While the “turning the tables” strategy I’ve been describing might initially sound like fun (and justified), think for a minute what such a campaign might involve.
First, we would have to find some way to get our hostile political message (that Gaza is an Apartheid state or Islam an Apartheid religion, for instance) to come out of the mouth of a respected individual or institution.
For example, in recent months campaigns have arisen on many college campuses asking these schools to divest from companies profiting from fossil fuels. This choice of targets is motivated by a desire to reduce global warming, but if we were to take on the BDS mindset we could easily infiltrate a percentage of these student groups and push them to add “the fight against the Apartheid practices of Middle East oil dictatorships” onto their list of reasons to divest from oil companies.
Or maybe we could save ourselves some time and simply declare that these fossil-fuel campaigns were really about our agenda item (the right against Apartheid Saudi Arabia, for example) and fire off press releases declaring that their momentum and hard work automatically accrues to us.
This might create rifts and conflicts within groups who are trying to do something for the environment, or even cause them to abandon their campaign (given the needless controversy our behavior has caused them). But if we were in possession of the BDS mind, that would be their problem, not ours.
To describe such selfish, manipulative behavior should alone explain why our side doesn’t engage in it. But another reason this approach might be a loser for us is that it would very likely be completely ignored by the people we would be using it to antagonize.
After all, over the last several years, student governments at the University of Indiana, Florida and Oklahoma have all passed resolutions supporting Israel and/or condemning her enemies (such as Iran). Israel investment clubs are mushrooming at virtually every school that’s been in the news regarding BDS activity (Harvard, Berkeley, Penn, U Michigan and others). And this student-driven activity is all on top of the massive strengthening of academic and business relations between Israel and virtually every organization BDS has spent years targeting. Yet how many times have Israel’s foes treated these events as setbacks vs. simply ignoring them altogether?
The disparity between the lack of response the Israel haters bring to progress our side makes vs. the reaction that can be anticipated from us whenever they do something (the response to next week’s BDS Nuremberg rally at Brooklyn College being just the latest example) points to the last question I wanted to address with this thought experiment, namely: why is it virtually guaranteed that we will rise to any bait, rather than just ignore provocations as our opponents do?
One answer might simply be the militancy of the boycotter’s tactics vs. the lack of militancy of our own. After all, our side is NOT getting resolutions passed at schools like Indiana and Florida in order to build anti-Arab divestment momentum across the country, or releasing hysterical press releases goading our foes with our latest “victory.” So on one level, Israel supporters simply have more to respond to.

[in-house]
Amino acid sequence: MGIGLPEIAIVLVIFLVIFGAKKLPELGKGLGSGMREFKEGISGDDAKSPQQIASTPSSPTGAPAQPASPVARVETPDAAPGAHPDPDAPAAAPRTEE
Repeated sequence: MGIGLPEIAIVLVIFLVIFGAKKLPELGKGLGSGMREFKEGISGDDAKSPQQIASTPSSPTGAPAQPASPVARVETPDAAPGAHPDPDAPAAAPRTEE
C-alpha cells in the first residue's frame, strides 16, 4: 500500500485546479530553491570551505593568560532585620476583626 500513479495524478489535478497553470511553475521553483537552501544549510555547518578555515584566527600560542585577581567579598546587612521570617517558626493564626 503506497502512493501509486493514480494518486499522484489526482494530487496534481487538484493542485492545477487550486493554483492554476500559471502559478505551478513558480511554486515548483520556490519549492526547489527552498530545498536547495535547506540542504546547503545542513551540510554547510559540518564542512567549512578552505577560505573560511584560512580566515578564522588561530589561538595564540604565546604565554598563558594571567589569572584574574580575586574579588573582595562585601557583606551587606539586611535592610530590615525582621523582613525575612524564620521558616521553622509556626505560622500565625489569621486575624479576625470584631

But I would also propose that we are behaving in ways that fit roles that have either been assigned to us by our opponents (or the media), or that we have assigned to ourselves.
As someone pointed out in a recent comment, our side can never agree on a common message equivalent to the simple “Israel = Apartheid” propaganda message of Israel’s foes. And so at events like BDS votes in Somerville, Berkeley or Park Slope you’ve got disciplined opponents of Israel sticking to their script, while we play the role of “let’s look at this from all perspectives,” broad-minded thinkers trying to bring every angle into the conversation in order to highlight a complexity to the Middle East that does not lend itself to simple-minded sloganeering.
I would also add that we have also fallen into a rut, tactics-wise, to the point where our opponents can anticipate exactly how we will respond to their provocation (with letters to the editor and op-ed pieces, protests, handouts and aggressive questions during the Q&A session at events like Barghouti’s Brooklyn College event next week). And since we’re so predictable, it’s easy for them to force us into our assigned role of angry Jews whom they can airily dismiss from the microphones they control, while they maintain the role they prefer of prosecutor, judge and jury.
Once a role has been assigned to you, it is very hard to break out of it (think for a moment how difficult it is to behave out of character with a friend or family members after years of establishing patterns of who is allowed to do or say what). So even when we become enraged at the outrageous behavior of the BDS types, it’s tough for even the most aggressive Israel supporters to not allow themselves to slip into the dock. (Think of all those pro-Israel editorials you’ve read that can’t help ending in a detailed case-by-case rebuttal of our opponent’s accusations, an approach built on the assumption that since they’ll never answer our accusations we might as well answer theirs.)
But given that we know the boycotters will never respond to our accusations (while angrily insisting over and over again that we must answer theirs), we are left in a quandary of what tactics to choose that allow us to break out of our assigned role (knowing full well that our opponents will never give up theirs).
Surprise and creativity come to mind as two options to pursue that don’t require us to behave in the same bestial manner as our opponents. And the slow but steady spadework of building relationships that can act as a bullwork against BDS lies can also help ensure “the movement” continues through a second decade of defeat.